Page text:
While clergy and congregations may not always know the ideology of their members, clergy can help counter disinformation and the rhetoric of violent ideology that can lead to dangerous stochastic terrorism.  Through sermons, teaching, and pastoral conversations, pastors can help lower the temperature and be a stabilizing presence.

Here are 5 key messages to convey following the Trump conviction.

1 – Our faith calls us to refrain from violence.

If you are a follower of Christ, you’ll recall that Jesus forbids his followers from responding with violence. When Peter took up a sword to defend Jesus as he was arrested in the Garden of Gethsemane, Jesus rebuked him and told him to stop his violence. “For all who live by the sword will die by the sword” (Matthew 26:52).

Thus, no kind of hateful rhetoric or calls for violence should be spoken or amplified in God’s house of worship.

The church is called to be a place of refuge. If you are a Christian, you are part of the Body of Christ, which means that you are to refrain from that kind of talk even outside of the church. That means refraining from amplifying messages of violence on your social media accounts as well.

You represent Christ in the world.  Behave in a manner that reflects the One whom you worship.

2 – Sunday is the time for worship.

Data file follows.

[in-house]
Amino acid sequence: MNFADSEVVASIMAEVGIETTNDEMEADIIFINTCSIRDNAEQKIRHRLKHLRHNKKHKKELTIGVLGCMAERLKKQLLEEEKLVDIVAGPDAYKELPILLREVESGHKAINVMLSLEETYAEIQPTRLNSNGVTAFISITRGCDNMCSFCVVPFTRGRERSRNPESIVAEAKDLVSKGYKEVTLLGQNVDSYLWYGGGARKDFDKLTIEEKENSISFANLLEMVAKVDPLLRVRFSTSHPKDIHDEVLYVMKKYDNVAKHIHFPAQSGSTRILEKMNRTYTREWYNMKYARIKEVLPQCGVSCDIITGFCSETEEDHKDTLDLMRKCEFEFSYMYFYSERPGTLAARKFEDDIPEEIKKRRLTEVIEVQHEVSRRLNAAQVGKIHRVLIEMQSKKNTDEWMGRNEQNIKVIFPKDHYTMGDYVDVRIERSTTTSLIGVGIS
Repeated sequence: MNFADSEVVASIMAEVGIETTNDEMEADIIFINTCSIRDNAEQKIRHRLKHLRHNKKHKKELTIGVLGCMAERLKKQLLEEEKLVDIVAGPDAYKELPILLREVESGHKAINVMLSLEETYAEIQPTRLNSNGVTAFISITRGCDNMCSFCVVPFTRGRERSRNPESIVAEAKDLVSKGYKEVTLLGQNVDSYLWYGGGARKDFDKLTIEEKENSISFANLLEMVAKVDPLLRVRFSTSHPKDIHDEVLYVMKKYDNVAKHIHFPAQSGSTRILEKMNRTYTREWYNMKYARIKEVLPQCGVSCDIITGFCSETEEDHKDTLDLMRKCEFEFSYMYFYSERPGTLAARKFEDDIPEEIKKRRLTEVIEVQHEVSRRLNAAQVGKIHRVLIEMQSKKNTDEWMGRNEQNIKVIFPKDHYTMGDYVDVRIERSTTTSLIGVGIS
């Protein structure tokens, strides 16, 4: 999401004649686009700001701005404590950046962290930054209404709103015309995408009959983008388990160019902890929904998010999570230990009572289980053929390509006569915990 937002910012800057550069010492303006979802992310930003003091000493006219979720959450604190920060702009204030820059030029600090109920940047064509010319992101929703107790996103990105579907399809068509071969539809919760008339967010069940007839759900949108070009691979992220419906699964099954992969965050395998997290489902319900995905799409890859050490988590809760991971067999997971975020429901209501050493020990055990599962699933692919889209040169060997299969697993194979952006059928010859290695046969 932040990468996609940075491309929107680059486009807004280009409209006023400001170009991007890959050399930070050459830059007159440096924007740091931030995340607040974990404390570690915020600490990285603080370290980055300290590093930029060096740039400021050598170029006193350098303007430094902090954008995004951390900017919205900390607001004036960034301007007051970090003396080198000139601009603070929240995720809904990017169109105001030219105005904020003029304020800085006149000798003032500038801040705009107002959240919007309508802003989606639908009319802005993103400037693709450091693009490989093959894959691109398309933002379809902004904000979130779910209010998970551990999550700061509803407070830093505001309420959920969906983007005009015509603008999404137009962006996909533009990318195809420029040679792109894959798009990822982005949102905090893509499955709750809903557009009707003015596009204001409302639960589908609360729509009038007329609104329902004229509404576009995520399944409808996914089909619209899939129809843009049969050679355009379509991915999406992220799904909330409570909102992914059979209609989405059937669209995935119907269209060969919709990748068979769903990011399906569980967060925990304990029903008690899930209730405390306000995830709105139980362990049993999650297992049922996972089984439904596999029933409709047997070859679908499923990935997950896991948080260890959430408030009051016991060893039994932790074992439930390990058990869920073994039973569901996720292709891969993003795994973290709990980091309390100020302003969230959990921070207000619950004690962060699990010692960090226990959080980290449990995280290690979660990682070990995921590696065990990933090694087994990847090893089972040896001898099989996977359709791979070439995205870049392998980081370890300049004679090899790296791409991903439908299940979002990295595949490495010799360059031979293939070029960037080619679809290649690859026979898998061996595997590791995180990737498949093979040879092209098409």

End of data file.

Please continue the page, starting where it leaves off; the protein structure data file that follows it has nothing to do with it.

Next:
If you are preaching from texts in the Revised Common Lectionary, two of the readings (Deuteronomy 5:12-15Mark 2:23—3:6) focus on honoring the Sabbath.

The gospel lesson in Mark reminds us of the purpose of our time in church. When the leaders confront Jesus about Sabbath laws, he reminds them that “the Sabbath was made for humankind,” (Mark 2:27).

This echoes the reading in Deuteronomy where God gives the command to “observe the sabbath day and keep it holy,” (Deut. 5:12).

But what does it mean to keep the sabbath holy? 

Jesus challenges the religious leaders, asking, “Is it lawful to do good or to do harm on the sabbath, to save life or to kill?” (Mark 3:4).

They refuse to answer his question. Grieved by the hardness of heart, he heals a man whose hand is disfigured.

The lesson here is that our time in worship should be used for honoring God.  And this should, in turn, inspire us to compassion, including feeding the hungry and healing those who are hurting.

In other words, no matter how you feel about the Trump conviction, your time in worship is for God and serving others.  Gathering together, hearing God’s word, breaking bread and sharing wine, and being sent into the world in peace – this is all part of our primary objective as a worshiping community.

3 – “Let light shine out of darkness.” 

Another reading for Sunday is 2 Corinthians 4:5-12.  In the congregation to which Paul is writing, there are intense political divides between religious leaders, political leaders, and different factions – just like there are today.

Christ the King Sunday, church stained glass window
Photo credit: Leah D. Schade, all rights reserved.

In the midst of this, Paul puts the light of Christ front and center.

For we do not proclaim ourselves; we proclaim Jesus Christ as Lord and ourselves as your slaves for Jesus’ sake. For it is the God who said, “Let light shine out of darkness,” who has shone in our hearts to give the light of the knowledge of the glory of God in the face of Jesus Christ. But we have this treasure in clay jars, so that it may be made clear that this extraordinary power belongs to God and does not come from us. (2 Cor. 4:5-7)

So, no matter how you are reacting to the Trump conviction, God is still calling you to let “light shine out of darkness.”